The Linux kernel release history, on a minor version odd/even unstable/stable cycle for years, got stuck breaking interfaces and developing major features within 2.6.x point releases for 7 years before inexplicably jumping from 2.6.39 to 3.0 to 3.1 in a period of weeks with little explanation. Indications of arbitrariness at high levels of an organization suggest dysfunctionality elsewhere.
Version numbers are actionable data which provides users with a choice. The magnitude of change between the current and new version communicates approximate risk/reward. I know that if I install a new major version that it could potentially break stuff, but it's my decision to make and since I am involved in the change I can schedule it to minimize risk to myself and my customers and I know to be on the lookout for problems.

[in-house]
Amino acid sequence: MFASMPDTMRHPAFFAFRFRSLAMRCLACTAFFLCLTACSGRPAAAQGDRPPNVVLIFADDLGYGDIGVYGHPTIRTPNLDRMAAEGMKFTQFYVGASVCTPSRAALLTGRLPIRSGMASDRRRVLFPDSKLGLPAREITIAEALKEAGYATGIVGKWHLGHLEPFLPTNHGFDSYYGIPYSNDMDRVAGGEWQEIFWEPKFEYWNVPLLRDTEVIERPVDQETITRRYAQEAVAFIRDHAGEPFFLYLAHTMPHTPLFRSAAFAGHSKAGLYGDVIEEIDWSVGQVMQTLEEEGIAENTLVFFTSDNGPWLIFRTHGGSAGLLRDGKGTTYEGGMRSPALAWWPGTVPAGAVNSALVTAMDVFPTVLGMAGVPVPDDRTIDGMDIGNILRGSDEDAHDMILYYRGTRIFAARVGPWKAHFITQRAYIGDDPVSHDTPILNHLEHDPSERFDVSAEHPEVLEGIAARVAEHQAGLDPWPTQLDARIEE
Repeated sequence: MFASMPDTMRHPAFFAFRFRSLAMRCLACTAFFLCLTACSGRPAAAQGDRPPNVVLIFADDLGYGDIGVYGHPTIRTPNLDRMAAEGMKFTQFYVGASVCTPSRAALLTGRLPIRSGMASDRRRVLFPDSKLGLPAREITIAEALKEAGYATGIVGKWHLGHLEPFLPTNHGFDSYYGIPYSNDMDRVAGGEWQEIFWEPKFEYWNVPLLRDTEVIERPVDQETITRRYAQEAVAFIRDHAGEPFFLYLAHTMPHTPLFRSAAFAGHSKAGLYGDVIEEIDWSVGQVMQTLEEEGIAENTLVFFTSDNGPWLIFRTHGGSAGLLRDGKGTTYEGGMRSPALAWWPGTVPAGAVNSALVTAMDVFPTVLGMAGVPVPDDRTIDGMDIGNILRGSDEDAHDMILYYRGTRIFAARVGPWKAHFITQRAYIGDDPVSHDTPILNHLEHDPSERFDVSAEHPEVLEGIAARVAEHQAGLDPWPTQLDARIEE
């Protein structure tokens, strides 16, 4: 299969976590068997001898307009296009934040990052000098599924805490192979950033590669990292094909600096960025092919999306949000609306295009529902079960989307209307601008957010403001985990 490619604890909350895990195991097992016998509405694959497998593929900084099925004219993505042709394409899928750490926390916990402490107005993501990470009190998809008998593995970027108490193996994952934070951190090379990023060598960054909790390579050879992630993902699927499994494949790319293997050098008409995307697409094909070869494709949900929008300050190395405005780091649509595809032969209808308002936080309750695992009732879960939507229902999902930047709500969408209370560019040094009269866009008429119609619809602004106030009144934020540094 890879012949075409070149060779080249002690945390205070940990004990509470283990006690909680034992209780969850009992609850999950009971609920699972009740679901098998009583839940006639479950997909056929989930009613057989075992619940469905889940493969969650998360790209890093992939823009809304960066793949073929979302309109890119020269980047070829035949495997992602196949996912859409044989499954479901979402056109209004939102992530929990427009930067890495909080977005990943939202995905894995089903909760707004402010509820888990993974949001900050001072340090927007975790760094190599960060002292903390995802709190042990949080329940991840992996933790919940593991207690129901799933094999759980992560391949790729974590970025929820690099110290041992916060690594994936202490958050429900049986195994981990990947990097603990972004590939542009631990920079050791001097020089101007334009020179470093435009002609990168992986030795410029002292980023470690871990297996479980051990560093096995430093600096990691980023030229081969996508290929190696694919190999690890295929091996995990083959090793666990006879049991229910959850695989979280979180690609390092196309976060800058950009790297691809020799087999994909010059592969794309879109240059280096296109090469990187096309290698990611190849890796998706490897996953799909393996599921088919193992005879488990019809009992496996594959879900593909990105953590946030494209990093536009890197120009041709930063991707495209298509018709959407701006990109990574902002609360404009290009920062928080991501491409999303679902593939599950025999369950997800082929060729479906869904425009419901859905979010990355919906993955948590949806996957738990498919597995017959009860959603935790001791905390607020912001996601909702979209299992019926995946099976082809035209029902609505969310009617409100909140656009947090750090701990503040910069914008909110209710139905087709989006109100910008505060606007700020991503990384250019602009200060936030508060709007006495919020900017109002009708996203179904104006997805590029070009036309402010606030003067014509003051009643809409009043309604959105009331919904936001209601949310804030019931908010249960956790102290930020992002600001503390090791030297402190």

Removing this option means my software might break at any time and I can do nothing to stop it. Furthermore, if something does go wrong, what can I do about it? I won't even know whether the problem was actually caused by an update or not since I won't know if an update has happened at all. And if an update does cause a problem, what can I say or do about it? "Today Firefox started acting strangely." I don't know what version it's on or how to get updates so I can't roll back and I can't schedule upgrades to minimize risk, so my browser might crash or freeze in the middle of a product demo for all I know.
This tends to happen whenever a system supports that supports a lot of external code such as hardware and operating systems, but can bite libraries and plugin-supporting applications as well. Just such a problem has bitten Intel's x86 chip and Microsoft Windows NT, resulting, eventually in the x86's CPUID instruction.